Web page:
Academy Award winning director and Hollywood icon Clint Eastwood has some very strong feelings about the current political landscape — particularly the Republican presidential nominee Donald Trump, whom he stopped short of endorsing but praised lengthily during a recent interview.
Declaring his hatred for “the kiss-a** generation we’re in right now,” the actor criticized political discourse in the United State for being overly sensitive. He also denounced political correctness by using the classic “back in my day” trope to prove his point.
“But (Trump) is onto something, because secretly everybody’s getting tired of political correctness, kissing up,” the 86-year-old told Esquire. “That’s the kiss-a** generation we’re in right now. We’re really in a p***** generation. Everybody’s walking on eggshells. We see people accusing people of being racist and all kinds of stuff. When I grew up, those things weren’t called racist.”
Just a reminder: When Eastwood was growing up, schools used to be racially segregated and Japanese internment camps were a reality. It is not entirely surprising that Trump’s racist rhetoric does not bother him as much as it does everyone else.
Clint Eastwood was born in 1930. Let's start a list of things that weren't considered racist when he was growing up. pic.twitter.com/xuySp45dZv— Sarah McBride (@SarahEMcBride) August 4, 2016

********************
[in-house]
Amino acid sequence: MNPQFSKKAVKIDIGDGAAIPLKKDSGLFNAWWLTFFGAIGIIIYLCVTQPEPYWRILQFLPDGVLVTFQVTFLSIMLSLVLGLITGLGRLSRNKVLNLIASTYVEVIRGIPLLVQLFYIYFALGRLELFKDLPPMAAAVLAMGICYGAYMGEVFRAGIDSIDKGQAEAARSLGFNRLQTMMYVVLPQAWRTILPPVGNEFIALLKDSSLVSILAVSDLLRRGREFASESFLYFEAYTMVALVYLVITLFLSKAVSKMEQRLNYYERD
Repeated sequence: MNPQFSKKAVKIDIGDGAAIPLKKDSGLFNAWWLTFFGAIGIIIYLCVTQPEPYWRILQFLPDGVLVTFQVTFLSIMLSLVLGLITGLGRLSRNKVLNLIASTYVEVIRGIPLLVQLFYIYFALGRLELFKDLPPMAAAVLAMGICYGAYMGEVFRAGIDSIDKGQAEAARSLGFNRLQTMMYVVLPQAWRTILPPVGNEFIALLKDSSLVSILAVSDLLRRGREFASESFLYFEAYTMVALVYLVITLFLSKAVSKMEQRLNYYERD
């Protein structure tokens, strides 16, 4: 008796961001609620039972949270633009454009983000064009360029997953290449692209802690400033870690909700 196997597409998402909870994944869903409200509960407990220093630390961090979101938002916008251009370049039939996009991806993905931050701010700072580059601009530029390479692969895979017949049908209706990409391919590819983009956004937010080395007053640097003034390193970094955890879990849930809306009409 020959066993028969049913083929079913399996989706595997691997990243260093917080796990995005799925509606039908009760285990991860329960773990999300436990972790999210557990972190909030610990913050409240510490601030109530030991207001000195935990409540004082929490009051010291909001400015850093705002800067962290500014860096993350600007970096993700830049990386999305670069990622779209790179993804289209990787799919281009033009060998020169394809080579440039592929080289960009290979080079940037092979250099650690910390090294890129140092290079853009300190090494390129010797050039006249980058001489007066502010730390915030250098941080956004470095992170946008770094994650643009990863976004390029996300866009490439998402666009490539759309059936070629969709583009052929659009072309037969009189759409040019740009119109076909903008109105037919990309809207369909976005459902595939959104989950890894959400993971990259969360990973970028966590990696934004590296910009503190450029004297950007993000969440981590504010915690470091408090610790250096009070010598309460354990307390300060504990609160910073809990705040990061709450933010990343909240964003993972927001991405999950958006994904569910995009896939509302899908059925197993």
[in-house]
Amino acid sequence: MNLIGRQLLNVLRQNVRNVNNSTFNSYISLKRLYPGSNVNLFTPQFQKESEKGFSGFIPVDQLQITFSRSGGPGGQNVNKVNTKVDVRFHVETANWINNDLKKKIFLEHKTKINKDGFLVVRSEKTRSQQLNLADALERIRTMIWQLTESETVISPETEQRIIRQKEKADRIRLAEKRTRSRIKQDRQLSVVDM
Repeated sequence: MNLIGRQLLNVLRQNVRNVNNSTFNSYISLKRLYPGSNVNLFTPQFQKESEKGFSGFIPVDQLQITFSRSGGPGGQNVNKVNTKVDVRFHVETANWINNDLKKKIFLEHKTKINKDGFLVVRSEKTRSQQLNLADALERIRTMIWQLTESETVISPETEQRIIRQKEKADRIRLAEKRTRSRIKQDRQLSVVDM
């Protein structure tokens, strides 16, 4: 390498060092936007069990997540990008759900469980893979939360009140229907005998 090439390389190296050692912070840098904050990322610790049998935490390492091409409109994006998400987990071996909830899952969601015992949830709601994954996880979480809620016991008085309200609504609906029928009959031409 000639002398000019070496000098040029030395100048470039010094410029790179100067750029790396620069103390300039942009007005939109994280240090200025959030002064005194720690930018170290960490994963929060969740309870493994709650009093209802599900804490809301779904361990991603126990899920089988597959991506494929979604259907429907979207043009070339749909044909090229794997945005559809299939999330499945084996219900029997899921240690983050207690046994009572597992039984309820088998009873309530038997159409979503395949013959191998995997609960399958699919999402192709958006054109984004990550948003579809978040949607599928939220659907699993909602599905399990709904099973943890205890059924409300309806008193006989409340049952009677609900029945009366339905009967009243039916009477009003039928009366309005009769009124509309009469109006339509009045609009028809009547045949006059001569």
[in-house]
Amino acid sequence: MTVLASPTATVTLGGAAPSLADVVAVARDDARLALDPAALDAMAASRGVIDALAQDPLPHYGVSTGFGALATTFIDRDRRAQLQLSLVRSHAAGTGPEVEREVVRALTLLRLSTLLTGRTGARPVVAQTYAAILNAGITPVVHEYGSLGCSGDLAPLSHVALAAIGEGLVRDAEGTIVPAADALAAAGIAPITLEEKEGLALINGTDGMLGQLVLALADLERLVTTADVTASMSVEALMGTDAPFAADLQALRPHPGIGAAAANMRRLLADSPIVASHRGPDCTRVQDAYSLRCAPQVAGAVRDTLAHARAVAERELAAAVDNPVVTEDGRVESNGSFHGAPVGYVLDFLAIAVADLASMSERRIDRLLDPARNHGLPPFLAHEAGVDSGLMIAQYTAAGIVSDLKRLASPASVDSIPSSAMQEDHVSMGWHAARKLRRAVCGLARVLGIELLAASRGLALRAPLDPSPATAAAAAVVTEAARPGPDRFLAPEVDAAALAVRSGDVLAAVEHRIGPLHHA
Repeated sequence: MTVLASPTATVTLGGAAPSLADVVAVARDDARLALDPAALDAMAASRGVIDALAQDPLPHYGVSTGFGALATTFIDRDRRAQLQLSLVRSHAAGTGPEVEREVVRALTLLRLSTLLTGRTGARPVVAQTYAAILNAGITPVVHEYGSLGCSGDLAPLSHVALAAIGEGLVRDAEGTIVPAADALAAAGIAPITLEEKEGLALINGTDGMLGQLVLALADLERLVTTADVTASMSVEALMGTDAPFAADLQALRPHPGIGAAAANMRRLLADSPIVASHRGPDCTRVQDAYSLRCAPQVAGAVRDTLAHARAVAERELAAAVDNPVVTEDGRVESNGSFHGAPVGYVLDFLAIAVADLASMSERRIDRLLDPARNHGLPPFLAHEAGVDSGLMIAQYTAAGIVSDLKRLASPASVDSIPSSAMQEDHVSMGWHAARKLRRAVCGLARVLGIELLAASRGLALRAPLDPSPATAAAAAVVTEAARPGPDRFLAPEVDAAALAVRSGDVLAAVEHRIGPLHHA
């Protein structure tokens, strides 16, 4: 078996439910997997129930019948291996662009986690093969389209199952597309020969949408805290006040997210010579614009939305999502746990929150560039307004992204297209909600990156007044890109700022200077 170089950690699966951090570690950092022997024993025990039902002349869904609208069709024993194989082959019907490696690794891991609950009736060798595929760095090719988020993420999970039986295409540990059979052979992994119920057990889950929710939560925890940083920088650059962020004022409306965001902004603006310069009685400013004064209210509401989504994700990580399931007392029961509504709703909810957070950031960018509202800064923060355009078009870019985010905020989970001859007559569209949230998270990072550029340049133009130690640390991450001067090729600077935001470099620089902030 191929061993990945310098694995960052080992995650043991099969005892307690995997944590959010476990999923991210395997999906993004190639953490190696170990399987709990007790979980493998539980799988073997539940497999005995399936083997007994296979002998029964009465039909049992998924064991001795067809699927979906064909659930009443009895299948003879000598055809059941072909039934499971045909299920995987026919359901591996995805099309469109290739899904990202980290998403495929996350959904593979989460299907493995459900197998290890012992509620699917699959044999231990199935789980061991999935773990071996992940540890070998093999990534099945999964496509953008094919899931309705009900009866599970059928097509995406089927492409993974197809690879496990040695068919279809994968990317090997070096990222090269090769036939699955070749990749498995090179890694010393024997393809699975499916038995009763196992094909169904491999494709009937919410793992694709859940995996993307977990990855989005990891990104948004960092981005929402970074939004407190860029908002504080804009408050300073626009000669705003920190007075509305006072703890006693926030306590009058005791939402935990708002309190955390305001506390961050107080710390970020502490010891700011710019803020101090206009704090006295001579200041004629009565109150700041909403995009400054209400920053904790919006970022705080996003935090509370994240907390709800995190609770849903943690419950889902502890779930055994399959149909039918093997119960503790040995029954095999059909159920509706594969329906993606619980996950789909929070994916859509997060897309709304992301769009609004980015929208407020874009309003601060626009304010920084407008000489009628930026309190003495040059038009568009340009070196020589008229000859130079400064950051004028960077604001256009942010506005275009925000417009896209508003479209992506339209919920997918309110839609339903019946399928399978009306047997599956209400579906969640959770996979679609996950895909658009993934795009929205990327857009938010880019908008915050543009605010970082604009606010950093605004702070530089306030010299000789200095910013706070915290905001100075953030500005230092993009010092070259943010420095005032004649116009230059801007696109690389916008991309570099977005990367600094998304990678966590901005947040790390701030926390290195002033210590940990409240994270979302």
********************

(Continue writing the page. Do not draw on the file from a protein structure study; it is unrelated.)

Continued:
“What Trump is onto is he's just saying what's on his mind,” the “Gran Torino” star explained. “And sometimes it's not so good. And sometimes it's, I mean, I can understand where he's coming from, but I don't always agree with it.”
Eastwood, who once served as mayor of Carmel-by-the-Sea, California, said he would prefer the former reality TV star over the former secretary of state, Hillary Clinton — because she's “gonna follow in Obama's footsteps.”
“You know, he's a racist now because he's talked about this judge. And yeah, it's a dumb thing to say. I mean, to predicate your opinion on the fact that the guy was born to Mexican parents or something," Eastwood continued, referring to Trump’s incendiary remarks. “But everybody — the press and everybody's going, 'Oh, well, that's racist,' and they're making a big hoodoo out of it. Just f***ing get over it. It's a sad time in history.”
It is a sad time, indeed.
Clint Eastwood continued. “When I grew up, those things weren’t called racist”.— Jesse LaGreca (@JesseLaGreca) August 4, 2016
Clint is 86. When he grew up schools were still segregated
Eastwood, one of the few Republicans in the exceedingly liberal Hollywood, is politically famous for his 2012 Republican National Convention speech where he yelled at an empty chair, imagining President Obama.
I think I preferred Clint Eastwood when he was talking to a chair.— David Squires (@squires_david) August 4, 2016
Twitterati had a lot of mixed feelings about the infuriating interview:
*sees Clint Eastwood is trending*— Awkward Deviant (@ShutUpJustine) August 4, 2016
Oh no, did Eastwood die?
Oh no, just still racist
Clint Eastwood looks like a hot dog that's been sitting on the same 7-11 roller for decades— Sam Grittner (@SamGrittner) August 4, 2016
Clint Eastwood seems like he's doing great. pic.twitter.com/QRpNylayV1— Maggie Serota (@maggieserota) August 4, 2016
Clint Eastwood thinks he already solved racism with Gran Torino.— Louis Peitzman (@LouisPeitzman) August 4, 2016
You guys, no joke, Clint Eastwood's butchery of Jersey Boys alone was reason enough to put him on an ice floe.— Louis Peitzman (@LouisPeitzman) August 4, 2016
Stop being shocked at Clint Eastwood. You act like you never saw an 80 year old man talking to his stool.— John Fugelsang (@JohnFugelsang) August 4, 2016
Someone needs to tell Clint Eastwood that we see people accusing people of being racists because they are being racists. The end.— Sarah Reese Jones (@PoliticusSarah) August 4, 2016